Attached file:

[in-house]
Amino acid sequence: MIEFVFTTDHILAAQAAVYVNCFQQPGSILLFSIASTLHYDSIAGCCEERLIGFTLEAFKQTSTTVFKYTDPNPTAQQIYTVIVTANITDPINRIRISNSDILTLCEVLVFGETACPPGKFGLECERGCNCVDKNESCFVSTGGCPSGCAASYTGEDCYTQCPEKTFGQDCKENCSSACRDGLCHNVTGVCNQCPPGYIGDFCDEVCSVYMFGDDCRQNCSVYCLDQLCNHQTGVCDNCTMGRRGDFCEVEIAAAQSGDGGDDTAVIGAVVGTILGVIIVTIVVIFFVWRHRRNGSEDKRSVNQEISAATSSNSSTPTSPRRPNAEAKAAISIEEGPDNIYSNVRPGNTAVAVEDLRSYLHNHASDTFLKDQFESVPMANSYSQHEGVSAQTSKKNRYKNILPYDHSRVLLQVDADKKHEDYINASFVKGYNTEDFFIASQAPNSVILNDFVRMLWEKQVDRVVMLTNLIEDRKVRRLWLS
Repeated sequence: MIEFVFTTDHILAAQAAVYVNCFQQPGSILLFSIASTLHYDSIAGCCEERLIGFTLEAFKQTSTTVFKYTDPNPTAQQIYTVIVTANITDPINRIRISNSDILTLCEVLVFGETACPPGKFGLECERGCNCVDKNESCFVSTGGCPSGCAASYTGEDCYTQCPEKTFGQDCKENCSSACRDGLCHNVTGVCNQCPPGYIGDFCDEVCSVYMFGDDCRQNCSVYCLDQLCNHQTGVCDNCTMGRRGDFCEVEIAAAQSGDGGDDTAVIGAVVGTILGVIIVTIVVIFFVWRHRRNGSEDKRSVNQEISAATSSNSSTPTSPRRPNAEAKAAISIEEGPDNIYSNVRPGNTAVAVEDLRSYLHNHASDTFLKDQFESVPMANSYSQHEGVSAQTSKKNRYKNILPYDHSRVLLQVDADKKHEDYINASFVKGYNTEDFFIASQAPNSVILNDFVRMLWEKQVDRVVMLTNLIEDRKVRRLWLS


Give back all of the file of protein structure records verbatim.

[in-house]
Amino acid sequence: MIEFVFTTDHILAAQAAVYVNCFQQPGSILLFSIASTLHYDSIAGCCEERLIGFTLEAFKQTSTTVFKYTDPNPTAQQIYTVIVTANITDPINRIRISNSDILTLCEVLVFGETACPPGKFGLECERGCNCVDKNESCFVSTGGCPSGCAASYTGEDCYTQCPEKTFGQDCKENCSSACRDGLCHNVTGVCNQCPPGYIGDFCDEVCSVYMFGDDCRQNCSVYCLDQLCNHQTGVCDNCTMGRRGDFCEVEIAAAQSGDGGDDTAVIGAVVGTILGVIIVTIVVIFFVWRHRRNGSEDKRSVNQEISAATSSNSSTPTSPRRPNAEAKAAISIEEGPDNIYSNVRPGNTAVAVEDLRSYLHNHASDTFLKDQFESVPMANSYSQHEGVSAQTSKKNRYKNILPYDHSRVLLQVDADKKHEDYINASFVKGYNTEDFFIASQAPNSVILNDFVRMLWEKQVDRVVMLTNLIEDRKVRRLWLS
Repeated sequence: MIEFVFTTDHILAAQAAVYVNCFQQPGSILLFSIASTLHYDSIAGCCEERLIGFTLEAFKQTSTTVFKYTDPNPTAQQIYTVIVTANITDPINRIRISNSDILTLCEVLVFGETACPPGKFGLECERGCNCVDKNESCFVSTGGCPSGCAASYTGEDCYTQCPEKTFGQDCKENCSSACRDGLCHNVTGVCNQCPPGYIGDFCDEVCSVYMFGDDCRQNCSVYCLDQLCNHQTGVCDNCTMGRRGDFCEVEIAAAQSGDGGDDTAVIGAVVGTILGVIIVTIVVIFFVWRHRRNGSEDKRSVNQEISAATSSNSSTPTSPRRPNAEAKAAISIEEGPDNIYSNVRPGNTAVAVEDLRSYLHNHASDTFLKDQFESVPMANSYSQHEGVSAQTSKKNRYKNILPYDHSRVLLQVDADKKHEDYINASFVKGYNTEDFFIASQAPNSVILNDFVRMLWEKQVDRVVMLTNLIEDRKVRRLWLS